# Le compte est bon: Carl Jung’s couch arithmetic

Le compte est bon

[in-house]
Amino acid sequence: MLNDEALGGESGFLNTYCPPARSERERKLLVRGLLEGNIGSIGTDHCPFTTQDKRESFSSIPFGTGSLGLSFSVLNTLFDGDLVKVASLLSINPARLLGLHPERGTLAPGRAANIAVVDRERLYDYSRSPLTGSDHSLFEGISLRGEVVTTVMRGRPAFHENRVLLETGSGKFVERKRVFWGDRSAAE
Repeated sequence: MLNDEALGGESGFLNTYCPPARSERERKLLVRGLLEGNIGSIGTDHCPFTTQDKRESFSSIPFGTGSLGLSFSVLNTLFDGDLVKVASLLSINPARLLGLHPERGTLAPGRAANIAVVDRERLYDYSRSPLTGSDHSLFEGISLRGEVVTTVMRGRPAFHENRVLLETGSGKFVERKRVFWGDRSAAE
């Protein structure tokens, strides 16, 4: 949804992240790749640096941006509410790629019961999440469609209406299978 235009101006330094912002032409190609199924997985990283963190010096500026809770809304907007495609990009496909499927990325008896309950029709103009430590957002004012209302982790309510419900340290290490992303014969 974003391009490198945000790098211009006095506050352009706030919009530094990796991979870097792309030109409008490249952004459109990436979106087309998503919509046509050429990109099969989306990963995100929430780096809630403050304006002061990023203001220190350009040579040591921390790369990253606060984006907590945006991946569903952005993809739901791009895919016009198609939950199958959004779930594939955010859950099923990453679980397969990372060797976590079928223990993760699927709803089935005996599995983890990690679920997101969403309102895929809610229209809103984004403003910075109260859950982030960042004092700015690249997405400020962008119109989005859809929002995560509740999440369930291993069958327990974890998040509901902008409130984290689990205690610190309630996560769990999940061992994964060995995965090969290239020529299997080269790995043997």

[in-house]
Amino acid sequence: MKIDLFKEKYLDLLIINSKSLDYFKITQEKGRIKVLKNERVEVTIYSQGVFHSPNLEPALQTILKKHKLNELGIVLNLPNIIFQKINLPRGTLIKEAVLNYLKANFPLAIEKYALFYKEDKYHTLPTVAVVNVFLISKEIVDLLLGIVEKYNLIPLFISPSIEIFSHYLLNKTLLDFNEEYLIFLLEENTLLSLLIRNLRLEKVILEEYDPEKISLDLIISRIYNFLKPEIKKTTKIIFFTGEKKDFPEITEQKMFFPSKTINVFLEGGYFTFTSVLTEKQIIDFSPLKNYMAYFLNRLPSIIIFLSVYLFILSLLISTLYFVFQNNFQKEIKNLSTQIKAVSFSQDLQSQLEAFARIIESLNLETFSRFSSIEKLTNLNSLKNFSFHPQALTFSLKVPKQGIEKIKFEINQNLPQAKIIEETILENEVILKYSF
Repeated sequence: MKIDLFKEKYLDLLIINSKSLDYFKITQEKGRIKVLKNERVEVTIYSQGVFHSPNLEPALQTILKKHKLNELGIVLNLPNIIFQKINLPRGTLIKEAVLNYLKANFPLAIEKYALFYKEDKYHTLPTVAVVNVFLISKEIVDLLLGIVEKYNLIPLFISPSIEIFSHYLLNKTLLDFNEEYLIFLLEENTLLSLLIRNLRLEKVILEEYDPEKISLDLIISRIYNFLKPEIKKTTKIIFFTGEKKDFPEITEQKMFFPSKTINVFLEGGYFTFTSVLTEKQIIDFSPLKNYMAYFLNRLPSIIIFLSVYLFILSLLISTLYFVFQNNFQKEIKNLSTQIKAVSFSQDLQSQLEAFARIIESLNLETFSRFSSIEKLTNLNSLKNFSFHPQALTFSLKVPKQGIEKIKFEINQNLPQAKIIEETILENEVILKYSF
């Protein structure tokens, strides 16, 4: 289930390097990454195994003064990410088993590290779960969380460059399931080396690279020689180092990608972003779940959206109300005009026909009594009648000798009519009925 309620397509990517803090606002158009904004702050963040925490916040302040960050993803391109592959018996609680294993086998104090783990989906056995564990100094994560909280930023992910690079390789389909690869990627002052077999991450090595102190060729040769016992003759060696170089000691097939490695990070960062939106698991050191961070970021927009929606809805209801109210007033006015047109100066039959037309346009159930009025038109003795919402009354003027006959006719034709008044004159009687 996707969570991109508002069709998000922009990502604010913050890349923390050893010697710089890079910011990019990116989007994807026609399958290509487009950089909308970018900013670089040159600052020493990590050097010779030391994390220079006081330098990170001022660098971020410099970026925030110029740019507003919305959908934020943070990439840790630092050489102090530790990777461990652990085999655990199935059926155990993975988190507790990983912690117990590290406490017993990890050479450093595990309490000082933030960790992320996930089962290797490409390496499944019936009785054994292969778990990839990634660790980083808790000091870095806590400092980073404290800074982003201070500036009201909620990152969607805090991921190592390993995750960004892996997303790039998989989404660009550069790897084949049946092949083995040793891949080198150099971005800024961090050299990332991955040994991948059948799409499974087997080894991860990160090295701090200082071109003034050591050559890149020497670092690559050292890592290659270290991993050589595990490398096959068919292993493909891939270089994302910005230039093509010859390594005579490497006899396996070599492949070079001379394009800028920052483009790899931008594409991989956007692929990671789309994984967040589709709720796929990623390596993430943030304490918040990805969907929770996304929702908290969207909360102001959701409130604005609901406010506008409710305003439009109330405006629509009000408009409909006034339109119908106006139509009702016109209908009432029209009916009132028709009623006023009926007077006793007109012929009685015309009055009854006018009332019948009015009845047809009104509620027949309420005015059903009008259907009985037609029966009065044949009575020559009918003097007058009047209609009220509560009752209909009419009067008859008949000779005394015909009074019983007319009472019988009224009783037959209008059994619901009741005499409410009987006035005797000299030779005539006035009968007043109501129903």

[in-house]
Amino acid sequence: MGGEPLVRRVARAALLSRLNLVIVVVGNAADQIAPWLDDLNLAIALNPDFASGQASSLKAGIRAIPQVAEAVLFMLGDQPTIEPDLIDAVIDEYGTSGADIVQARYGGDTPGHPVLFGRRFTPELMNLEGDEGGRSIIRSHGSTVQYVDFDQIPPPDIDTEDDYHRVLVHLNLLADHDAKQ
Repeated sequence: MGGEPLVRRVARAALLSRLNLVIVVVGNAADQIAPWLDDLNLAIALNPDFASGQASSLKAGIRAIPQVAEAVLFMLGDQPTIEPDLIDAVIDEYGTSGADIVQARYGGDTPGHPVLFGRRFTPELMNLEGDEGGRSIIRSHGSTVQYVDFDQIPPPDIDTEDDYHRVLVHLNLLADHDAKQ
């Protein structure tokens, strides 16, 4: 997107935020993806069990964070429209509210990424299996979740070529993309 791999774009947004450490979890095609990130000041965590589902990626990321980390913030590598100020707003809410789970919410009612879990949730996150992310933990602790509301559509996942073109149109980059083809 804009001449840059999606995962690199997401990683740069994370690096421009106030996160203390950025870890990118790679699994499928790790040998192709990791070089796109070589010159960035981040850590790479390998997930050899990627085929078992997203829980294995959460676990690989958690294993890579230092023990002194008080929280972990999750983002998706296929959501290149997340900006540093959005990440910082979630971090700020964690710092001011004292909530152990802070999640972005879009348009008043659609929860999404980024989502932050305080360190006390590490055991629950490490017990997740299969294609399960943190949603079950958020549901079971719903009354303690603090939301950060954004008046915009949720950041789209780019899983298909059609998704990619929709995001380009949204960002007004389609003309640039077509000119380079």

In Carl Jung’s 1910 paper “On the Significance of Number Dreams“, the famous Swiss psychiatrist, psychoanalyst and founder of so called “analytical psychology” attempts the description of a peculiar type of arithmetic applied to the interpretation of dreams. The result is an impressive pseudoscientific piece of sheer nonsense. The process is the psychoanalytical version of the arithmetic quiz in Armand Jammot’s “Des Chiffres et des Lettres”, a TV programme that since 1965 has been entertaining generations of viewers. In Jammot’s game the contestants are given six numbers chosen at random from these alternatives: 1 to 10, 25, 50, 75, 100 and then a three digit target number is generated. The players are allowed to think for one minute and produce the target number by addition, subtraction, multiplication or division and using at most once each of the chosen numbers. The winner is the player that first arrives at the target number, in which case the phrase “le compte est bon” (the total is right) confirms the success, or to the nearest possible number. It is a quite entertaining game for a lot of people and anyone with some ability in arithmetic can be successful or be given the impression that can be successful. In Jung’s paper a similar “number game” is proposed, only much simpler from arithmetic point of view, as one may choose any initial numbers from a subject’s life, including ages of relatives, dates of birth, various amounts of money, street numbers, numbers of children etc. In case the numbers at hand have more than one digit, it is allowed to first break them in any conceivable way to proceed with calculations. Moreover one may employ in the calculations as many initial numbers as desired and no time limit exists. Under these conditions the question addressed in the paper is whether one can produce at some point a specific “target number” seen by the subject in a dream. In the (quite likely) case the process is successful and “le compte est bon”, a deeper meaning is supposedly revealed. To make his point, Jung considers the example of a specific “middle-aged man whose conflict of the moment was an extramarital love affair“. For simplicity, this man will be referred to here as “John” and his mistress as “Jane”. Three specific dreams of John are described in the paper.